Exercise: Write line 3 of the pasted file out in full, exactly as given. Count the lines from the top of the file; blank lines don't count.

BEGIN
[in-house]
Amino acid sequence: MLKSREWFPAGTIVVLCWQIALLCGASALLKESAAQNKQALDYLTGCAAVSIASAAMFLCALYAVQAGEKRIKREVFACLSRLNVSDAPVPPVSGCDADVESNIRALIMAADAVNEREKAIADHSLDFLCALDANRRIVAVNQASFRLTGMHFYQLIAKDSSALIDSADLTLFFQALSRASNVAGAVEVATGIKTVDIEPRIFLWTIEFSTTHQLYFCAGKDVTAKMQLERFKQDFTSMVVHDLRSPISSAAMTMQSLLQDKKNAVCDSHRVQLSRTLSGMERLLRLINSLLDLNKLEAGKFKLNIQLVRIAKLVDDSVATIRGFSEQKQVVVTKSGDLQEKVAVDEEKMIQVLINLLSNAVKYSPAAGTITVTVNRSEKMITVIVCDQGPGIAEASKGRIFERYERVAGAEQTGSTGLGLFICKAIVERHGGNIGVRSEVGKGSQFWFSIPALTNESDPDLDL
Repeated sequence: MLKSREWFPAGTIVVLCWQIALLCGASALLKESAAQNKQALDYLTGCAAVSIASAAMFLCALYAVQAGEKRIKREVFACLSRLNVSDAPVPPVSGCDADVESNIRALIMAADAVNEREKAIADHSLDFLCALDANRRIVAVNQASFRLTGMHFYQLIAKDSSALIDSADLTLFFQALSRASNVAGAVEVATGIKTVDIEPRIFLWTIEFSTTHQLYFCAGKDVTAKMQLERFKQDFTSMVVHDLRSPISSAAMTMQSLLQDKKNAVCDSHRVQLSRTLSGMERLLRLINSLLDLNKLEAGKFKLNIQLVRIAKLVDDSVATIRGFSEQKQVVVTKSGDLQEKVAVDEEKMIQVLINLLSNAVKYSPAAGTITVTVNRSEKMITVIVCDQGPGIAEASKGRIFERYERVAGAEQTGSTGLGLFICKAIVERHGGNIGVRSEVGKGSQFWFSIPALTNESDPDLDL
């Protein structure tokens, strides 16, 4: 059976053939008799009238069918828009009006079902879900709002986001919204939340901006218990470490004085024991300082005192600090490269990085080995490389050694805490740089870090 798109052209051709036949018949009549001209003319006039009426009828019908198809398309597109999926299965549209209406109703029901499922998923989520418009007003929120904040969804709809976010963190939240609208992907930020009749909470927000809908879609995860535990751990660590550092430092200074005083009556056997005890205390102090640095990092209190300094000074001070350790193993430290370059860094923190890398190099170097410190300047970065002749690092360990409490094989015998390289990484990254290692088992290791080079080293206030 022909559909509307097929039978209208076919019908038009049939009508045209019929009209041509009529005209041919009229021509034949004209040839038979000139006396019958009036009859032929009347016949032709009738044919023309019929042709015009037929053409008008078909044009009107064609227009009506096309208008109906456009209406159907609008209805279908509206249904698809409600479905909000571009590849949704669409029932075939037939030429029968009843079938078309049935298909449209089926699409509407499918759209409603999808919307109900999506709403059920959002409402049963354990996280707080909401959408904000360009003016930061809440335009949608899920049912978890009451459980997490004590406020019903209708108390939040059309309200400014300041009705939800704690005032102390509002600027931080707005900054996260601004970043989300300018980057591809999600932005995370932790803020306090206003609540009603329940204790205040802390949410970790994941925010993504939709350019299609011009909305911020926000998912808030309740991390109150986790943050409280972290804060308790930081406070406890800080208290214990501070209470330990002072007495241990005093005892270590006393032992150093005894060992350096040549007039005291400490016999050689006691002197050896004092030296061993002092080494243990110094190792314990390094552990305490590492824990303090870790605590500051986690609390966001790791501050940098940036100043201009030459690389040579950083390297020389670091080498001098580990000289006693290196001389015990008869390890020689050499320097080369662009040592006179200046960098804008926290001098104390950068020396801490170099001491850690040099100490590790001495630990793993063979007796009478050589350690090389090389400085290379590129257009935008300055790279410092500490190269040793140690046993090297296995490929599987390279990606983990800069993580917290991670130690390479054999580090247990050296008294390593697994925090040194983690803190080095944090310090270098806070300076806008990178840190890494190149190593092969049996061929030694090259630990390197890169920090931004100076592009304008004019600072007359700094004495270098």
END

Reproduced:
Repeated sequence: MLKSREWFPAGTIVVLCWQIALLCGASALLKESAAQNKQALDYLTGCAAVSIASAAMFLCALYAVQAGEKRIKREVFACLSRLNVSDAPVPPVSGCDADVESNIRALIMAADAVNEREKAIADHSLDFLCALDANRRIVAVNQASFRLTGMHFYQLIAKDSSALIDSADLTLFFQALSRASNVAGAVEVATGIKTVDIEPRIFLWTIEFSTTHQLYFCAGKDVTAKMQLERFKQDFTSMVVHDLRSPISSAAMTMQSLLQDKKNAVCDSHRVQLSRTLSGMERLLRLINSLLDLNKLEAGKFKLNIQLVRIAKLVDDSVATIRGFSEQKQVVVTKSGDLQEKVAVDEEKMIQVLINLLSNAVKYSPAAGTITVTVNRSEKMITVIVCDQGPGIAEASKGRIFERYERVAGAEQTGSTGLGLFICKAIVERHGGNIGVRSEVGKGSQFWFSIPALTNESDPDLDL